So It Goes in Rotterdam: Internal Exclusion

At The Rotterdam Windmill, Michael O'Connor provides a post-election analysis on his independent run for town council in Rotterdam, NY:
The election is over. I lost. The alternative choice we had hoped to provide by creating the independent No New Tax Party ballot line was not fully embraced by the electorate, although we pulled some significant numbers in spite of prognostications otherwise. In the end, it simply wasn’t enough.

The ramifications of our involvement though have caused many to speculate that “we split the vote” and were responsible for the paradigm shift of power in the town. A Republican supermajority was transformed into a Democrat supermajority overnight. It was a Democrat sweep of epic proportion.

So what does that mean? First, it means some people (ousted Republican incumbents and their leadership) are really, really p*ssed. They attribute the loss solely to the existence of the No New Tax Party. They assume that we split the vote and ALL our votes, or at least the majority of them, would’ve gone to the Republican candidate. Maybe, but I don’t agree. The argument is fair enough but I think it’s too simplistic. Here’s why: it doesn’t account for the fact that we appealed to independent voters, some that may not have even voted otherwise and also that we commanded many Democrat votes as well. It also doesn’t account for the impact of an ill-advised Republican attempt to create a new town-wide tax district prior to the election. In other words, it’s plausible that the Republicans lost because of their own missteps. [Emphasis added.] There is an element of party arrogance that hasn’t been acknowledged. People definitely wanted and voted for “change.” We tried to provide it in the form of the No New Tax Party but instead the voter opted for the “change” offered by the Democrats. In my opinion, the Republicans would’ve lost the election either way, albeit by a narrower margin perhaps.

Let’s take a closer look at my race in particular. Remember, I won the primary in September to secure the Republican ballot line and thus, essentially returned the dynamic in my race to the traditional dynamic of two-party politics. I was competing in a separate, special election rolled into the general election. My opponent was a Democrat, who also had the Conservative endorsement. I’ve been the recipient of some Republican leadership wrath because they lost control of the town when their candidates fell to the Democrats. They blame me. I don’t believe the blame is warranted but I understand how I make a convenient scapegoat. If the Republican leadership really was interested in keeping seats, they would’ve supported me after I rightfully won the Republican primary. They didn’t. Moreover, a prominent Republican state assemblyman appeared on my Democratic opponent’s campaign mailer days before the general election. [Emphasis added.] I lost by 572 votes and actually commanded more total votes than either of the two big dog Republican candidates running for the 4 year terms in the other race. Not too shabby in my book.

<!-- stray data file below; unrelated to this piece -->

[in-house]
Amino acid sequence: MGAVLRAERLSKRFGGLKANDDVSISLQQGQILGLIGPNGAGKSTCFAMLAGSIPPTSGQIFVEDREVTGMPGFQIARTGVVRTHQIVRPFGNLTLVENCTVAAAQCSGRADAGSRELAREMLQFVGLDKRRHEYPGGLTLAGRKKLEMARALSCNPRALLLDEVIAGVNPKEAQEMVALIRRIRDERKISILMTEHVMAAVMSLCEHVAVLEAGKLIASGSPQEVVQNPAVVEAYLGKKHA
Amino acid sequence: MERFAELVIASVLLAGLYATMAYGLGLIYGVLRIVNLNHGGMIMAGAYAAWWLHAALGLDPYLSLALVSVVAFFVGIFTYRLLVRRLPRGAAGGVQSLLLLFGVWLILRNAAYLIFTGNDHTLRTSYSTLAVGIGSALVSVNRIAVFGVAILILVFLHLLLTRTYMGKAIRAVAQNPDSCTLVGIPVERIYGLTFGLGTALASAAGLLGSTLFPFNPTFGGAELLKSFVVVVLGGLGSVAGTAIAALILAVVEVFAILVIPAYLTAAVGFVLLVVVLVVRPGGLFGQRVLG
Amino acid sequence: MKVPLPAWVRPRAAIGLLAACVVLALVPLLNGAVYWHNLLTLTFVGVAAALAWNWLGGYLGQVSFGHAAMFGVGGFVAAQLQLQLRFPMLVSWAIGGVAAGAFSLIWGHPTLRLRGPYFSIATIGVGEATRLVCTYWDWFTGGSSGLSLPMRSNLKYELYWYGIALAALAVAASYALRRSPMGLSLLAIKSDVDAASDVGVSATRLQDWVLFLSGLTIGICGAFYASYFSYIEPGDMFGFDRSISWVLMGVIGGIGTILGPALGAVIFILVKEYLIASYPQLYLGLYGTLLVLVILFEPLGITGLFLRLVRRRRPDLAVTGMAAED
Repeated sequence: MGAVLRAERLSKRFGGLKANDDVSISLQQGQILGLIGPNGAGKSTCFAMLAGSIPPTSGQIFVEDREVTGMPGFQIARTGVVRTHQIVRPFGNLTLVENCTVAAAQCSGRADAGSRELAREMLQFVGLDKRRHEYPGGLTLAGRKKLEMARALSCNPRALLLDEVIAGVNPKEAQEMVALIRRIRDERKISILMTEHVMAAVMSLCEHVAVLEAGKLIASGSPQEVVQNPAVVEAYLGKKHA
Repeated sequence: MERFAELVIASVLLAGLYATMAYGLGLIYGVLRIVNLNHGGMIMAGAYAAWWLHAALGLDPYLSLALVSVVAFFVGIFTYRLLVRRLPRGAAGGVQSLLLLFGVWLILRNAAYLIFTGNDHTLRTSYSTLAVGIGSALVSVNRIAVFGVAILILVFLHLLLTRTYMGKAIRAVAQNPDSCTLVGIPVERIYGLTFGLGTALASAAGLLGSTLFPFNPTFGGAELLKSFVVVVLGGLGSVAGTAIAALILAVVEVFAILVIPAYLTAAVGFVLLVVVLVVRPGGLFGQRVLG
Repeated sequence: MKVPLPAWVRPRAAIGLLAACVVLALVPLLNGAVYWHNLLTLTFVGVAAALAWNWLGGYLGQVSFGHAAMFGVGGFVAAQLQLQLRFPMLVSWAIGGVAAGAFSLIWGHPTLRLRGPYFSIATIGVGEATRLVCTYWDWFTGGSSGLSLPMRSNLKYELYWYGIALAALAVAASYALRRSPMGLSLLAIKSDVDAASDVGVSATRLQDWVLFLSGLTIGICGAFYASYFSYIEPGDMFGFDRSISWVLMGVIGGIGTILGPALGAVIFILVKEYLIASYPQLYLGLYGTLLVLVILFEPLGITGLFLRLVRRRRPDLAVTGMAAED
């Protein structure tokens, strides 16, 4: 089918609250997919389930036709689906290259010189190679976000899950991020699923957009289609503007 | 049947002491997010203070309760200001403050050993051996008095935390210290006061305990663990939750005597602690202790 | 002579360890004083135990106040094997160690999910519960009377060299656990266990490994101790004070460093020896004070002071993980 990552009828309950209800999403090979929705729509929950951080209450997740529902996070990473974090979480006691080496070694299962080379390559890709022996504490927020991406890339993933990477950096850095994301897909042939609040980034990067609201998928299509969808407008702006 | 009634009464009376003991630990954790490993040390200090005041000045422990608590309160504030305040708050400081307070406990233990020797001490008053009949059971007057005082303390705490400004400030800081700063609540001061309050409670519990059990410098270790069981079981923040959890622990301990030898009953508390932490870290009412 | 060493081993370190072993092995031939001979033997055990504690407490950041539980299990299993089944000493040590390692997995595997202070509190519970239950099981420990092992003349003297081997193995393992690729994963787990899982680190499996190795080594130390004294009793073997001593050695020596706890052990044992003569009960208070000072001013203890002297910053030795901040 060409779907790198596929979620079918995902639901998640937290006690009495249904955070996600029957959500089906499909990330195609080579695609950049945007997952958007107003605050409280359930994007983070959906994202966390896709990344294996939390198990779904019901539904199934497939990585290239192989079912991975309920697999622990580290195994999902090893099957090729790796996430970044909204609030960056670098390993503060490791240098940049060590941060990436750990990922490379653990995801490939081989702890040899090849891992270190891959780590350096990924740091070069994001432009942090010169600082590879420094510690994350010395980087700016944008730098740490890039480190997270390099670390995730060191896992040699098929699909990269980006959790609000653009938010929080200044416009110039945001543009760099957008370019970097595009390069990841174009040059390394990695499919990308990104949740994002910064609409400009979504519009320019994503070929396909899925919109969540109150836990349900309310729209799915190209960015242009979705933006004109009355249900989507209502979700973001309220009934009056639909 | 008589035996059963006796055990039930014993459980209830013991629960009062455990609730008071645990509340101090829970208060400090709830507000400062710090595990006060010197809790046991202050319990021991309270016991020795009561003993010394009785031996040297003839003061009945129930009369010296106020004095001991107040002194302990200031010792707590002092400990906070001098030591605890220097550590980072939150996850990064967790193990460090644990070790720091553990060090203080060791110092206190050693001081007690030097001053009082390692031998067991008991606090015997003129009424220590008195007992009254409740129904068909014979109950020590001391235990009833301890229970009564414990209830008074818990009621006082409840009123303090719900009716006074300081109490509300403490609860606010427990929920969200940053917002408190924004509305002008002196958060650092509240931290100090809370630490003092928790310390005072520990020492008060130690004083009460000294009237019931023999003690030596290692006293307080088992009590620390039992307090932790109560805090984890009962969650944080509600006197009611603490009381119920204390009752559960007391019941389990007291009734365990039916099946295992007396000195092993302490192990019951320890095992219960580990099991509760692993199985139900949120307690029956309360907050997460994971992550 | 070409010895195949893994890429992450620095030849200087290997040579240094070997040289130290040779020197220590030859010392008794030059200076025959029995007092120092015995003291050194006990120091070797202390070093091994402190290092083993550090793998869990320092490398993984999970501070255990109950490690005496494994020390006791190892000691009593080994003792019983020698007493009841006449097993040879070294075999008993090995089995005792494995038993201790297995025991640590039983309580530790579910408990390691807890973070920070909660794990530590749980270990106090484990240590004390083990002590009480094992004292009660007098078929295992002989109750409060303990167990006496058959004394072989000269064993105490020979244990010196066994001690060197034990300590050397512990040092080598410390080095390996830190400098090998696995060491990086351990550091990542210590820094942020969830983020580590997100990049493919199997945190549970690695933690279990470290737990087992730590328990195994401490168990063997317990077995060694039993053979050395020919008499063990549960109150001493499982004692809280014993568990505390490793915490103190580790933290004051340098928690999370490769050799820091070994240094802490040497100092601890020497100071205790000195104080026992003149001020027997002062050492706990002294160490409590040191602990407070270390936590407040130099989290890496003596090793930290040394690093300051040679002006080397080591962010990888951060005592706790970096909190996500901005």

Read the whole thing. Given that Michael established an independent ballot line for the No New Tax Party, and secured the Republican nomination in that party's primary, the response to his effort by the local Republican Party establishment is doubly instructive. By framing the No New Tax Party as a third party "spoiler," GOP leaders can avoid taking any responsibility for their party's loss. On the other hand, even though he was endorsed by a majority of Republican voters, Michael was still effectively marginalized as an outsider by the GOP establishment, which may well have cost him the election. This is another example of what I have previously called 'internal exclusion':
the duopoly parties systematically exclude third party interests from everyday political discourse and activity, while framing this disenfranchisement as a triumph of democracy and non-partisan law-making . . . However, it should also be noted that such exclusionary policies and practices are not confined to eliminating external threats to the order of the duopoly. Two-party discipline also necessitates what we may call internal exclusions, which maintain the 'integrity' (and I use this term loosely) of the established structure of power . . . The two party system maintains and reproduces itself by means of external exclusions possible only on the basis of the bipartisan front, as well as internal exclusions which consolidate the power of party elites via the discipline of the good old boys and girls clubs.


American Daughter said...

There is NOTHING in the US Constitution that establishes political parties. Anyone has just as much right under the law to form a party and field candidates as the Dems and Pubs.

For the two major parties to suggest otherwise means they do not believe in our system of government as the founders intended. In a truly free US, NO special interests should be allowed to hijack the electoral process, as the Dems and Pubs have done. They are organized monied special interests, and exclude real honest citizens.

With a destructive system of patronage, they suborn the selection of qualified candidates, and create a self-serving network of good old boys.

d.eris said...

Couldn't have said it better myself, American Daughter. With regard to the constitutional issues, I find especially offensive the fiction – commonly maintained by Democrats, Republicans and other supporters of the two-party state – that the parties to the two-party state somehow form a "check and balance" against one another. With this insidious formulation, they imply that what is little more than a convention for the maintenance of the status quo is part and parcel of the Constitution of the United States.